Eating High on the Hog | The Source Weekly - Bend

Eating High on the Hog

Pono Farm & Fine Meats surpasses expectations

Have you had fried rice before? Oh, you have? NO! NO! You are wrong! You have never had fried rice until you've eaten Pono Farm's Fried Rice. Heck, you haven't even lived until you have had their insanely addictive, bacon-fat-and-meat-flurried-fluffy-rice-and-what-is-that? A-shred-of-carrot? Oh-this-is-healthy! ...fried-rice dish.

Pono Farm & Fine Meats is a magical place where cows and pigs go to die and people go to live high on the hog. It's a meaty kind of heaven peppered with burgers, jerky, steaks, short ribs, corned beef, pork and a variety of sides that round out a meal like a halo on an angel. The kitchen is only open for lunch, but the butchery is open during regular business hours, which is really the only regular thing about this place.

Manager Camille Pouliot has been with Pono Farm for the past two years of the five they have been open and speaks passionately about the meats they produce. "We do have very high standards, which is how Pono Farm was born. Our goal is to provide the best quality meat, produced sustainably and humanely."

She continues, "All of our animals are raised on pasture and drink Opal Spring water. We specialize in Wagyu (American Kobe) beef, which is grass-fed and finished and then dry-aged here at our shop."

Their other meat-star is pork. "Our pigs are a mix of heritage breeds, fed a diet of mostly hay, supplemented with seasonal produce," she says. "All of our animals are grown slowly, producing the best quality meat."

All too often we find ourselves eating mystery meals, completely in the dark as to where they came from. One dollar burgers, packaged sandwiches and processed snacks are pumped full of colors and preservatives that are as unnecessary as they are abundant. This type of dining is diametrically opposed to the philosophy—and practices—of Pono Farm.

"Pono," a Hawaiian word, translates to "righteous or having high moral quality," which is the goal of the farm. "Everything is made in-house, fresh from our own farm. We use everything we can, operating as close to zero-waste as possible," says Pouliot. "We make stock out of bones, render fat into lard, make sausage out of meat trimmings, and so forth. Since we grow everything ourselves, we use as much of it as possible."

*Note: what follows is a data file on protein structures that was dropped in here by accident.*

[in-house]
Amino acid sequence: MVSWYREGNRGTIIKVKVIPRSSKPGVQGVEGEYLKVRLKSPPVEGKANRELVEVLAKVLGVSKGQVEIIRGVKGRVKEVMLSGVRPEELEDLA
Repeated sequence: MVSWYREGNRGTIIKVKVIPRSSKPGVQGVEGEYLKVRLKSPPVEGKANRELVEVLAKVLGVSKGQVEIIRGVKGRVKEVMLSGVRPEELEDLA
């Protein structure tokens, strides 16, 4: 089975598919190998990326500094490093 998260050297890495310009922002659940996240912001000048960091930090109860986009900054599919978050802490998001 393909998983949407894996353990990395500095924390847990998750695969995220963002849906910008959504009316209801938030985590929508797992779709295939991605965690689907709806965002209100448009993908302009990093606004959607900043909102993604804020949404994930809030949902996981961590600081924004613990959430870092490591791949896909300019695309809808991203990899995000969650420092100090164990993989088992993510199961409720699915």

The kitchen menu changes seasonally and even daily, depending on the available stock. The unique menu is created by co-owners and operators Ted and Shin Nakato, brothers of Japanese heritage who grew up in the southern U.S., where BBQ is king and meat is the centerpiece of every meal. You can taste their Asian influence in the dishes, which brings us back to that fried rice I yelled at you about a few paragraphs ago.

Combining nature and nurture, the Nakato Brothers have made this dish their own. Dubbed rather plainly as "Fried Rice" on the Pono Farm menu, this dazzling dish combines bacon, garlic, rice, bacon, shredded carrots, bacon, green onions, bacon and a mix of seasonings in a way that makes you sit back in your chair and thank God you have taste buds. There's also kim chi for those of you who appreciate fermentation, and if you live in Bend, you know you do.

Located on the north end of town, near the Lowe's lumber compound, the eatery's ambience is just what you'd expect from a butchery turned bistro: simple tables and chairs, with paper towel rolls and a condiment station. The real artistry is on the plate.

Pono Farm & Fine Meats

Follow them at Facebook/ponofarm

63595 Hunnell Rd., Bend

541-330-MEAT (6328)

Butchery Hours: Tues.-Sat., 9am-6pm

Kitchen Hours: Tues.-Sat., 11am-3pm